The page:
Patiently waiting for my chance to gain on her up the inside margins I took my chance as she slowly eased up to the waiting net with Brian in control of the situation. Another good'un in the net, convinced this was over two pounds I awaited the reading on the scales....1lb 13oz?! how? I asked myself, she looked bigger than the first that should have been over two pounds too. Have they spawned already? that is the only explanation I can muster, yet they were pristine without a mark on them and I know Grayling don't mess around then spawning, affairs can be vigorous so I had doubted that reason since.


 As to why the fishing in general was tough I can only imagine it is that the river has flowed with plenty of detritus for weeks now and that the Grayling are only just getting back on the feed, as by 2pm I had caught four trout and five grayling. As we approached the later stages of the day a couple more Grayling were added to my days total but found fishing very hard, even bites were few and far between.

 Then I decided to leave my gear with Brian and went for a wander with the polaroids and about quarter of a mile downstream I caught sight of a few small Roach, those were sights for sore eyes, but then my eyes began to focus through the gentle ripple and glare of the sun and the small Roach were ganged up with big Roach and big big Roach, the sort I've been searching for a couple of seasons. I watched them for five minutes before heading back to grab the gear, with silt puffing out the gills of the Roach it was time to get a bait to them.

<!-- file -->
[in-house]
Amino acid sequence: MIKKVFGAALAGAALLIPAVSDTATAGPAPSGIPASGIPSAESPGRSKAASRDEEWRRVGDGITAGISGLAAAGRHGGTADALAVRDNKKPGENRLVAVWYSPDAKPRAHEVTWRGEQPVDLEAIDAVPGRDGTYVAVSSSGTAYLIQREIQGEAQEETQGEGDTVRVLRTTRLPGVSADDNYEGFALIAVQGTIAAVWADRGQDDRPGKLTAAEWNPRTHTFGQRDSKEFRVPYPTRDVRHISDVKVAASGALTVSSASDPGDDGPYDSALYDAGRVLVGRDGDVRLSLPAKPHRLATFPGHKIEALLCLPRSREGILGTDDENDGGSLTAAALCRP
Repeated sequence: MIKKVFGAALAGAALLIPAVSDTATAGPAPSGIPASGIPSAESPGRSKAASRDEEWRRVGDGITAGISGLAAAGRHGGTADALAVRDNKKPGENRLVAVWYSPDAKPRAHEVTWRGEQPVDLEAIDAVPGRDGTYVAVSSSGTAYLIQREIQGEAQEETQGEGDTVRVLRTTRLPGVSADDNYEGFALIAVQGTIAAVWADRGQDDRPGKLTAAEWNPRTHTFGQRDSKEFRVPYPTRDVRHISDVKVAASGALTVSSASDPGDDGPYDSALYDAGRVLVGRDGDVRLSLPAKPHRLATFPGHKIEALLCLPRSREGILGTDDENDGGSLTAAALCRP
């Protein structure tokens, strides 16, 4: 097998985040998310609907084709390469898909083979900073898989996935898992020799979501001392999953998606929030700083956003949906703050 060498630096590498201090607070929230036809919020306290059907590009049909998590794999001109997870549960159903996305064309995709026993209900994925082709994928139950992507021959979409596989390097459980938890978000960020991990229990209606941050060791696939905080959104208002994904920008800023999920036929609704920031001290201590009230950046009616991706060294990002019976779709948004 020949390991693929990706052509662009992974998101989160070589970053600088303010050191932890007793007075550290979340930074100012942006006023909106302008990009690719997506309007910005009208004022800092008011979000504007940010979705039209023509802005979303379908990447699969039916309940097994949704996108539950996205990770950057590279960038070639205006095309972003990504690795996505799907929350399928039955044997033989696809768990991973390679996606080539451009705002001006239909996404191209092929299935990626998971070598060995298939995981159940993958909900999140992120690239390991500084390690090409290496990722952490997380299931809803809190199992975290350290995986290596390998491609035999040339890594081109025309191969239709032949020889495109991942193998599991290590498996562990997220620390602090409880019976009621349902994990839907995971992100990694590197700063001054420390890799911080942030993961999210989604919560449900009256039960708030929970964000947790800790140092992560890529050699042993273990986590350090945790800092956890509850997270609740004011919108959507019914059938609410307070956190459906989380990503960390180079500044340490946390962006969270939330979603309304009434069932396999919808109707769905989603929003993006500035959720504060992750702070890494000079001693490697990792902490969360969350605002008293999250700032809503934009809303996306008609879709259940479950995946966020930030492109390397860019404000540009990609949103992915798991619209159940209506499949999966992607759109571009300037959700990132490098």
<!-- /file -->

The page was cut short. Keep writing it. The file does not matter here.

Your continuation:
Bogged down by boots covered in mud the walk to the gear and back was taxing, all I could think of was a big Roach slipping up. Maggots and bread available and a couple of hours to try winkle one or two out. Once I got the depth right and worked out they wanted bread and not maggots I was getting bites, but so fast and tentative I couldn't hit them which was frustrating until about an hour in we both realised we had to let them hang themselves as they were cornering the bread flake and it was taking 20-30 seconds for the fish to get close enough to the hook point.

 Even with tiny pieces of bread just covering the hook point it took some skill to finally connect with the first one which was about half a pound, from that moment on it was a case of sticking to the task and the rest followed suit, some really nerve wracking moments followed but it was a thoroughly enjoyable evenings fishing as I came close twice to breaking the two pound barrier with a pair of Itchen pearlers. The biggest that weighed 1.15 was played to my rendition of "Another day in paradise" as it felt like it and enabled me to see past the fact I was playing a large Roach that at first I didn't think was close to two pound or over until it was in the net, by that point I thought I was in the money.


 Awesome fish and I was proper over the moon, my days tally stood at 11 Roach ( best two @ 1.15 & 1.14 ), 8 Grayling ( best two @ 1.14 & 1.13 ) and 5 Trout. A tough day but brilliant too. That was the last action of the season.

1.14 (top) & 1.15 (bottom) awesome fishing.
 A great end to an indifferent season owing to many factors external to angling, the next twelve months will hopefully see me get on the bank a little more.

 Tight Lines all.

 James.

Saturday, 14 March 2020

One Hit Wonder.


 Just before I jetted off for the Caribbean one last chance presented itself to head out and wet a line. With the time available I could only think of one target, Barbel. With a night going begging I opted for a static approach and feed a little as I fished a few pegs, the target Barbel being a double if at all possible and given how few are present in this river it was a tall order.